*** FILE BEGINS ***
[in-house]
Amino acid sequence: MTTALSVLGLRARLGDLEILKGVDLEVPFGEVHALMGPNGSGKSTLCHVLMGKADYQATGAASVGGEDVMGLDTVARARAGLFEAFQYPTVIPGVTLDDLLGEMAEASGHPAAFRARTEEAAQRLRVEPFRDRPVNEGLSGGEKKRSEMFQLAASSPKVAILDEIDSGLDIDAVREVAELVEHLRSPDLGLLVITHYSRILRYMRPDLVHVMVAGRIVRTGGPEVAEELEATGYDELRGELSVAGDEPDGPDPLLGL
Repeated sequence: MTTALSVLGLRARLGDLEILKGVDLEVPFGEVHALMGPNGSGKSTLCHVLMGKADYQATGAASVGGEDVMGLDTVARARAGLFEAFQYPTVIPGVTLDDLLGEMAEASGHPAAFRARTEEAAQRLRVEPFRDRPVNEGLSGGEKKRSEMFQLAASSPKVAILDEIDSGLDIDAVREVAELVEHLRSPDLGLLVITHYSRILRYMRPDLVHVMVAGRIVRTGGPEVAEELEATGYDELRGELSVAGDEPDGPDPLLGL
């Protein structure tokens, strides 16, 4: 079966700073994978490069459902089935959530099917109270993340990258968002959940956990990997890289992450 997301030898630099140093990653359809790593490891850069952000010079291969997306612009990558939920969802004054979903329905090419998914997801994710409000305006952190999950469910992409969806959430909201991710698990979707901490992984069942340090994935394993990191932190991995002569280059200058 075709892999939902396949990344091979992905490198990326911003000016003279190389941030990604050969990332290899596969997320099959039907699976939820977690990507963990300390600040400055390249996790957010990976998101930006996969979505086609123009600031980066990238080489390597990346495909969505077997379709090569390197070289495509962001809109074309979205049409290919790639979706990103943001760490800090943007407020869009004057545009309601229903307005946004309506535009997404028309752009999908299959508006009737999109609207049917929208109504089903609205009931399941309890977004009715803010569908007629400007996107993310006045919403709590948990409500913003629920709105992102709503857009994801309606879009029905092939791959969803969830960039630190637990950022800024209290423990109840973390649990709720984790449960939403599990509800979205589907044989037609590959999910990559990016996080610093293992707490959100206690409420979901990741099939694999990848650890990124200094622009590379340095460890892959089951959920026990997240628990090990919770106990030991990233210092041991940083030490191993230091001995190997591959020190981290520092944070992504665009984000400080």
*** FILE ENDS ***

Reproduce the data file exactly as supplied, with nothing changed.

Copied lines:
[in-house]
Amino acid sequence: MTTALSVLGLRARLGDLEILKGVDLEVPFGEVHALMGPNGSGKSTLCHVLMGKADYQATGAASVGGEDVMGLDTVARARAGLFEAFQYPTVIPGVTLDDLLGEMAEASGHPAAFRARTEEAAQRLRVEPFRDRPVNEGLSGGEKKRSEMFQLAASSPKVAILDEIDSGLDIDAVREVAELVEHLRSPDLGLLVITHYSRILRYMRPDLVHVMVAGRIVRTGGPEVAEELEATGYDELRGELSVAGDEPDGPDPLLGL
Repeated sequence: MTTALSVLGLRARLGDLEILKGVDLEVPFGEVHALMGPNGSGKSTLCHVLMGKADYQATGAASVGGEDVMGLDTVARARAGLFEAFQYPTVIPGVTLDDLLGEMAEASGHPAAFRARTEEAAQRLRVEPFRDRPVNEGLSGGEKKRSEMFQLAASSPKVAILDEIDSGLDIDAVREVAELVEHLRSPDLGLLVITHYSRILRYMRPDLVHVMVAGRIVRTGGPEVAEELEATGYDELRGELSVAGDEPDGPDPLLGL
């Protein structure tokens, strides 16, 4: 079966700073994978490069459902089935959530099917109270993340990258968002959940956990990997890289992450 997301030898630099140093990653359809790593490891850069952000010079291969997306612009990558939920969802004054979903329905090419998914997801994710409000305006952190999950469910992409969806959430909201991710698990979707901490992984069942340090994935394993990191932190991995002569280059200058 075709892999939902396949990344091979992905490198990326911003000016003279190389941030990604050969990332290899596969997320099959039907699976939820977690990507963990300390600040400055390249996790957010990976998101930006996969979505086609123009600031980066990238080489390597990346495909969505077997379709090569390197070289495509962001809109074309979205049409290919790639979706990103943001760490800090943007407020869009004057545009309601229903307005946004309506535009997404028309752009999908299959508006009737999109609207049917929208109504089903609205009931399941309890977004009715803010569908007629400007996107993310006045919403709590948990409500913003629920709105992102709503857009994801309606879009029905092939791959969803969830960039630190637990950022800024209290423990109840973390649990709720984790449960939403599990509800979205589907044989037609590959999910990559990016996080610093293992707490959100206690409420979901990741099939694999990848650890990124200094622009590379340095460890892959089951959920026990997240628990090990919770106990030991990233210092041991940083030490191993230091001995190997591959020190981290520092944070992504665009984000400080």